The government’s commitment to completing the pending psychiatric reform was made by the Deputy Minister of Health, Zoe Rapti, speaking at the first meeting of the National Committee for Mental Health.

The committee aims to formulate the National Action Plan for Mental Health, which the government proposes to be composed of 10 pillars:

  1. Complete the abolition of institutional care (dissolution of the Chronic Care Departments in the remaining Psychiatric Hospitals) while developing services for people with Alzheimer’s disease and related disorders and developing psychogeriatrics.
  2. Further develop and integrate the Community network of mental health services while integrating mental health services into the PHC, using modern digital technologies.
  3. Complete the network of mental health services for children & adolescents, including specific provisions for people with pervasive developmental disorders.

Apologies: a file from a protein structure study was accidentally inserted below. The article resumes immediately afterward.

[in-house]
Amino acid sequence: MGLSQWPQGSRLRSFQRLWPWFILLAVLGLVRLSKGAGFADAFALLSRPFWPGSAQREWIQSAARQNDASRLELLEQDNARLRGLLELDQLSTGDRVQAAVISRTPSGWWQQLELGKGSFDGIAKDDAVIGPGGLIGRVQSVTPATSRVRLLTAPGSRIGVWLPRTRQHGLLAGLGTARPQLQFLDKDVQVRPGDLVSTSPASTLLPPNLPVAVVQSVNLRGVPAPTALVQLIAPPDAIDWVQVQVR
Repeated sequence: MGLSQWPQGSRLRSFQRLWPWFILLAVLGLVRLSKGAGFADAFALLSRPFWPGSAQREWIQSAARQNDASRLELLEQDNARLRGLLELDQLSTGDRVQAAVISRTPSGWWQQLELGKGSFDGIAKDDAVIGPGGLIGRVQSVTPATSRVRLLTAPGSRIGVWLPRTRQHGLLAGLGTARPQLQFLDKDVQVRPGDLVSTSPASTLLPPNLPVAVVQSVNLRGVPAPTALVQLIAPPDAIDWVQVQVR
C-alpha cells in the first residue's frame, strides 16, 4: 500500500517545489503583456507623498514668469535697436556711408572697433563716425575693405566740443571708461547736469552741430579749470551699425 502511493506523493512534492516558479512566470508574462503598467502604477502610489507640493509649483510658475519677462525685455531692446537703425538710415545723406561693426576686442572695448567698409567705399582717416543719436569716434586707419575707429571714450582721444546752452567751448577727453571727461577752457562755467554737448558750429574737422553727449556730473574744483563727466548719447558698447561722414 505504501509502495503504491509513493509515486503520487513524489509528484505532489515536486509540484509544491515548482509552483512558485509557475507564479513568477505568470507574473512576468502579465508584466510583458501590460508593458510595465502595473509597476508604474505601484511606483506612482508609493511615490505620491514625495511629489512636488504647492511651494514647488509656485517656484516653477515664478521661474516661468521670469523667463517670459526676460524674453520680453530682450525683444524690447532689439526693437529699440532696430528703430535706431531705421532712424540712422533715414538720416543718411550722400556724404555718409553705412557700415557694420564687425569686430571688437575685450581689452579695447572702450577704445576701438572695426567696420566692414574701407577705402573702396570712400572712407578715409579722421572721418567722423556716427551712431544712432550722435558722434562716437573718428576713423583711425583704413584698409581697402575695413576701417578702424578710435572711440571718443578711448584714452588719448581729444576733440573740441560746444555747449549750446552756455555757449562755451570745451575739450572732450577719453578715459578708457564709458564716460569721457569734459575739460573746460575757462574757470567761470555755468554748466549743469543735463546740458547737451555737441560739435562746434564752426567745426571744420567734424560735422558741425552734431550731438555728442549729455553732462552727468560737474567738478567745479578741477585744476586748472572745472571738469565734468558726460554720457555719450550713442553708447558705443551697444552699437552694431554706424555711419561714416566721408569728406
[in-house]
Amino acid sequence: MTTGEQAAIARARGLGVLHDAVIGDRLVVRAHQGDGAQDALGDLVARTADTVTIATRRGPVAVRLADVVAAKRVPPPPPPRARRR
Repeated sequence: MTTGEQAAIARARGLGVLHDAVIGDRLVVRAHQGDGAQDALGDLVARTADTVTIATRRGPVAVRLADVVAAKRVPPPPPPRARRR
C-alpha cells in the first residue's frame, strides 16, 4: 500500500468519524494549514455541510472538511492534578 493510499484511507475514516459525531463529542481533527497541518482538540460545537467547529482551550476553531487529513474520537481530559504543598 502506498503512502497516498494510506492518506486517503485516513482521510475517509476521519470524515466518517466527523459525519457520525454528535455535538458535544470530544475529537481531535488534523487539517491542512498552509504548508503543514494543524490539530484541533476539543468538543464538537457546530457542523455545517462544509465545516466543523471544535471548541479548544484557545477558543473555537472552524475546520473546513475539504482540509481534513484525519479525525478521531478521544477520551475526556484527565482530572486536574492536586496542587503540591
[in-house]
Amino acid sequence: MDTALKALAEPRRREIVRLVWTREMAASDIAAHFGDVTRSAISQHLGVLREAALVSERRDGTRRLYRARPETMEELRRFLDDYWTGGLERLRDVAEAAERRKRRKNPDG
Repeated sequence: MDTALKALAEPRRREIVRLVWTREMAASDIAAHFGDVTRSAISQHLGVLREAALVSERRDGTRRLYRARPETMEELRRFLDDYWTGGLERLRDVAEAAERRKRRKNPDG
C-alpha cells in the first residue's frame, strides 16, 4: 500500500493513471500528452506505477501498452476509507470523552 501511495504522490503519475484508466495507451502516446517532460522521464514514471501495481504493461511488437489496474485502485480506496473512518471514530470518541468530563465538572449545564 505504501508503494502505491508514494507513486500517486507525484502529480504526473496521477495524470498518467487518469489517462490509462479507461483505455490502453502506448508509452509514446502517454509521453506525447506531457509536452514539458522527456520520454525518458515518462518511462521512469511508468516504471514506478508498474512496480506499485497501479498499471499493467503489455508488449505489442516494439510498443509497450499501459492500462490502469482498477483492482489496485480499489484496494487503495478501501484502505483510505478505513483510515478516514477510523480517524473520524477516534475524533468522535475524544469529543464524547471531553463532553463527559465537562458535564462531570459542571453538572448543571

4. Reform forensic psychiatric services from institutional to community-based services and develop Psychiatric Intensive Care Units.
  5. Complete the network of Social Cooperatives for people with mental health problems throughout the country.
  6. Implement sectionalisation universally throughout the country, taking into account all pillars of mental health service delivery (Public & Private Sector, NGOs), ensuring quality and safety of mental health recipients and promoting research and training in mental health.
  7. Reduce the number of unintentional hospitalisations to the EU average.
  8. Strengthen the integration of people with mental health problems into the labour market and develop programmes to protect workers’ mental health.
  9. Protect the rights of the adults with mental health problems and combating social stigma while empowering the voice of mental health users and their families.
  10. Empower mental health services in planning to respond to emergencies such as pandemics or natural disasters.

“Today, we are all working together to design a high quality, person-centred and community-oriented mental health system, harmonised with human rights, with zero tolerance for social exclusion and stigmatisation. A system that will allow unhindered access to the full range of mental health services to all citizens,” the Deputy Minister noted.